Pamuk has published a collection of essays, Öteki Renkler : Seçme Yazılar Ve Bir Hikâye (1999), and a city portrait, İstanbul : Hatıralar Ve Şehir (2003; Istanbul : Memories and the City, 2006). The latter interweaves recollections of the writer’s upbringing with a portrayal of Istanbul’s literary and cultural history. A key word is hüzün, a multi-faceted concept Pamuk uses to characterise the melancholy he sees as distinctive for Istanbul and its inhabitants.
Pamuk’s latest novel is Kar (2002; Snow, 2005). The story is set in the 1990s near Turkey’s eastern border in the town of Kars, once a border city between the Ottoman and Russian empires. The protagonist, a writer who has been living in exile in Frankfurt, travels to Kars to discover himself and his country. The novel becomes a tale of love and poetic creativity just as it knowledgeably describes the political and religious conflicts that characterise Turkish society of our day.
In his home country, Pamuk has a reputation as a social commentator even though he sees himself as principally a fiction writer with no political agenda. He was the first author in the Muslim world to publicly condemn the fatwa against Salman Rushdie. He took a stand for his Turkish colleague Yaşar Kemal when Kemal was put on trial in 1995. Pamuk himself was charged after having mentioned, in a Swiss newspaper, that 30.000 Kurds and one million Armenians were killed in Turkey. The charge aroused widespread international protest. It has subsequently been dropped.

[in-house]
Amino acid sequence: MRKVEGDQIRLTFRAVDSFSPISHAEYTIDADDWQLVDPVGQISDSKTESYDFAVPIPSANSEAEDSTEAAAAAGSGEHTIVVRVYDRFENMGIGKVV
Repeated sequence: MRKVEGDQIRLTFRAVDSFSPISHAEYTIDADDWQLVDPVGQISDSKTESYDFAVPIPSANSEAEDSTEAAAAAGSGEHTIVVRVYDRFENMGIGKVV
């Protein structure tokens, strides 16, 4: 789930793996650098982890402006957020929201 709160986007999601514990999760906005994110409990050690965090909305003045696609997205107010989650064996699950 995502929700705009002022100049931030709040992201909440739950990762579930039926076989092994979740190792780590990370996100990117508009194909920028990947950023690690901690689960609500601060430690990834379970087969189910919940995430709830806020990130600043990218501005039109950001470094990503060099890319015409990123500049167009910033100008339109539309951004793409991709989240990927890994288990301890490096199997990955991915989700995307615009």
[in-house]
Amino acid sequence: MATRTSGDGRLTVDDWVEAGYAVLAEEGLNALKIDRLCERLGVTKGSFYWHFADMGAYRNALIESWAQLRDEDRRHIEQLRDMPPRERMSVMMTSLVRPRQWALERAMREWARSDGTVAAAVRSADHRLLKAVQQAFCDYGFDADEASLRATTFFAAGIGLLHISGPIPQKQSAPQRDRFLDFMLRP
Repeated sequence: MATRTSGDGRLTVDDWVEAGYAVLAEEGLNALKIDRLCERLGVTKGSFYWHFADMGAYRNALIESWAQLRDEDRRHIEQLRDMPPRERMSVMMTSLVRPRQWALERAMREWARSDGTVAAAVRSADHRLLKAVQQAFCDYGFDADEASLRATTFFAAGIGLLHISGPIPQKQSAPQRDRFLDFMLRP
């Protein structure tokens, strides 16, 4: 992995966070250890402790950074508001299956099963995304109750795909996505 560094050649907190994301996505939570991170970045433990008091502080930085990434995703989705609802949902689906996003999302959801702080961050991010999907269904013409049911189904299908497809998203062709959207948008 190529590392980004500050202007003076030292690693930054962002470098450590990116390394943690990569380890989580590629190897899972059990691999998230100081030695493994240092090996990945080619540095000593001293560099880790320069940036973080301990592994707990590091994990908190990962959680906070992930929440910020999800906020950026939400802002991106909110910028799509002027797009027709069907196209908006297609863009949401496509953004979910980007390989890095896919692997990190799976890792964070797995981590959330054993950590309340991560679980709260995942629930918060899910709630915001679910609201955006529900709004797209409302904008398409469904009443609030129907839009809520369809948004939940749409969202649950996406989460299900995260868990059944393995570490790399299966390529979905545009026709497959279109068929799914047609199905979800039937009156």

Literary Prizes and Awards: Milliyet Roman Yarışması Ödülü (1979, shared with Mehmet Eroğlu), Orhan Kemal Roman Ödülü (1983), Madaralı roman Ödülü (1984), the Independent Award for Foreign Fiction (1990), Prix de la Découverte Européenne (1991), Prix France Culture (1995), Prix du Meilleur Livre Étranger (2002), Premio Grinzane Cavour (2002), the IMPAC Dublin Award (2003), Ricarda-Huch-Preis (2005), Der Friedenspreis des Deutschen Buchhandels (2005), Prix Médicis étranger (2005), Prix Méditerranée Étranger (2006).

Works in Turkish
Cevdet Bey Ve Oğulları. – İstanbul : Karacan Yayınları, 1982
Sessiz Ev. – İstanbul : Can Yayınları, 1983